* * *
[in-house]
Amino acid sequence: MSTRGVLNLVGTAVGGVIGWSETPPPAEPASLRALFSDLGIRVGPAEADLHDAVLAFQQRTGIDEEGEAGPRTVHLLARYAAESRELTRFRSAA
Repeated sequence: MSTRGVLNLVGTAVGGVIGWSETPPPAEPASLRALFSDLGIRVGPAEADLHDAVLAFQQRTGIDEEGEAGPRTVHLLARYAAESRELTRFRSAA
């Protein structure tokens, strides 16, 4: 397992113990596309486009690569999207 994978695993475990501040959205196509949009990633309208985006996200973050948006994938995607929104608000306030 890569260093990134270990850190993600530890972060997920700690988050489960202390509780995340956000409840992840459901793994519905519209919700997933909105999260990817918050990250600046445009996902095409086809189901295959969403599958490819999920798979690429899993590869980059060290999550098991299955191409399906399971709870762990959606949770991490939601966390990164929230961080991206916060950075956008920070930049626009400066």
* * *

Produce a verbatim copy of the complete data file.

[in-house]
Amino acid sequence: MSTRGVLNLVGTAVGGVIGWSETPPPAEPASLRALFSDLGIRVGPAEADLHDAVLAFQQRTGIDEEGEAGPRTVHLLARYAAESRELTRFRSAA
Repeated sequence: MSTRGVLNLVGTAVGGVIGWSETPPPAEPASLRALFSDLGIRVGPAEADLHDAVLAFQQRTGIDEEGEAGPRTVHLLARYAAESRELTRFRSAA
């Protein structure tokens, strides 16, 4: 397992113990596309486009690569999207 994978695993475990501040959205196509949009990633309208985006996200973050948006994938995607929104608000306030 890569260093990134270990850190993600530890972060997920700690988050489960202390509780995340956000409840992840459901793994519905519209919700997933909105999260990817918050990250600046445009996902095409086809189901295959969403599958490819999920798979690429899993590869980059060290999550098991299955191409399906399971709870762990959606949770991490939601966390990164929230961080991206916060950075956008920070930049626009400066």